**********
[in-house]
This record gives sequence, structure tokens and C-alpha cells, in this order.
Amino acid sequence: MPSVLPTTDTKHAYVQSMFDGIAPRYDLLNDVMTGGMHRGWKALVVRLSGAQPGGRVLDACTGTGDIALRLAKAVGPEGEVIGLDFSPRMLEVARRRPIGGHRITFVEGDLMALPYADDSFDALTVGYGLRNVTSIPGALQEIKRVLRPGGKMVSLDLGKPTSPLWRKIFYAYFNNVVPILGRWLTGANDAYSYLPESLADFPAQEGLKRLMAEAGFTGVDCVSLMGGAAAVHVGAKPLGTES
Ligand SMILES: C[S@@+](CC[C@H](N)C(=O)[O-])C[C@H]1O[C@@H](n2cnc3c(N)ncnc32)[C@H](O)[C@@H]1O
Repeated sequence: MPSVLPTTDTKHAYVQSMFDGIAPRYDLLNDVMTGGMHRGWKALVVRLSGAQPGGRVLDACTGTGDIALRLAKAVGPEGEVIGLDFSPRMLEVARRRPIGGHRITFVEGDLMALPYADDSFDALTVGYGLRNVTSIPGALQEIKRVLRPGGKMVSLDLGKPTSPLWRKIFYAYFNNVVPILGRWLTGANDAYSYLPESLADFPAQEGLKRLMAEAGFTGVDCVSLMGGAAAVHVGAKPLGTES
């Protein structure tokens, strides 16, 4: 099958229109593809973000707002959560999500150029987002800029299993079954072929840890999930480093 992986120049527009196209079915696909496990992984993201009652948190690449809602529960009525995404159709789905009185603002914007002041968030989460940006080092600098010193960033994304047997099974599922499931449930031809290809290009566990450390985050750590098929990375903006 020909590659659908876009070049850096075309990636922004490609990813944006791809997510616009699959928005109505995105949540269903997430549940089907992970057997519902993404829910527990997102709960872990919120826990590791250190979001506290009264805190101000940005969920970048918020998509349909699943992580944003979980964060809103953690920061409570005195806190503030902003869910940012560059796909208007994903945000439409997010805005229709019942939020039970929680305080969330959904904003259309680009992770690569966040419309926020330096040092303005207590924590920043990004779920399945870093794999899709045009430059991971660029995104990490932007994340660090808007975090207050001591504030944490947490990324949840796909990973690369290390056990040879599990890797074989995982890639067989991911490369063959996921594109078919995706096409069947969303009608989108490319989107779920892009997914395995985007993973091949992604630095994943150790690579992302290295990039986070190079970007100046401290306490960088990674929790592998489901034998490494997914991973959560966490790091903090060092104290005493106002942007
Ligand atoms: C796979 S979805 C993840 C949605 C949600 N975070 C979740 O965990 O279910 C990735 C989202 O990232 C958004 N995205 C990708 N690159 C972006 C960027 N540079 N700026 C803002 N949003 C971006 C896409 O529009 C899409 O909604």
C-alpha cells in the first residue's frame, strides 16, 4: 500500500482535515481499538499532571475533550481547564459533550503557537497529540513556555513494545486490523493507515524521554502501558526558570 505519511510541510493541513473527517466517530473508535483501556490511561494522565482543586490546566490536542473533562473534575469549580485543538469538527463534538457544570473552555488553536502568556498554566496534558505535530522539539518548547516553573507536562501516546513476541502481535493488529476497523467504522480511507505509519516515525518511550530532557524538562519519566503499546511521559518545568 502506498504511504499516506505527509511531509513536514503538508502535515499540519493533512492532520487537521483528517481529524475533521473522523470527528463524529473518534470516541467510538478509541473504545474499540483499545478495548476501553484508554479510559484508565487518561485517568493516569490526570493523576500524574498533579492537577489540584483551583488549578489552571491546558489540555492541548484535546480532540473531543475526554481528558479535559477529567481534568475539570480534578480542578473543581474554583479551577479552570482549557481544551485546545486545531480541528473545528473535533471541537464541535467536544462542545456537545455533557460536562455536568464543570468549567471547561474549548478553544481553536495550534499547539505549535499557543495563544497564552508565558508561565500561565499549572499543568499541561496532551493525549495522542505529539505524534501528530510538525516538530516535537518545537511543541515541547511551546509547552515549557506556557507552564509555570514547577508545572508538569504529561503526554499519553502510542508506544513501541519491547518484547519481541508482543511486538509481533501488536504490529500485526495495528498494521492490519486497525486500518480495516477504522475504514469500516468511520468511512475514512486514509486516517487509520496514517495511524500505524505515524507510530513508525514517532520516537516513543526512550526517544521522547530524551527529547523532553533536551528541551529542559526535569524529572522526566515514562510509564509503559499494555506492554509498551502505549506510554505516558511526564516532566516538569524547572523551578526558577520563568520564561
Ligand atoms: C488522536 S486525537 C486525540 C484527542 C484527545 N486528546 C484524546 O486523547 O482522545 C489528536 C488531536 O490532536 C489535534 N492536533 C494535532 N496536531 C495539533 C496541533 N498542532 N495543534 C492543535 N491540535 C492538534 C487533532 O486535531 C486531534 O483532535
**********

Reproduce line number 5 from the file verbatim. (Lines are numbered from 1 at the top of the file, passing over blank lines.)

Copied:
Repeated sequence: MPSVLPTTDTKHAYVQSMFDGIAPRYDLLNDVMTGGMHRGWKALVVRLSGAQPGGRVLDACTGTGDIALRLAKAVGPEGEVIGLDFSPRMLEVARRRPIGGHRITFVEGDLMALPYADDSFDALTVGYGLRNVTSIPGALQEIKRVLRPGGKMVSLDLGKPTSPLWRKIFYAYFNNVVPILGRWLTGANDAYSYLPESLADFPAQEGLKRLMAEAGFTGVDCVSLMGGAAAVHVGAKPLGTES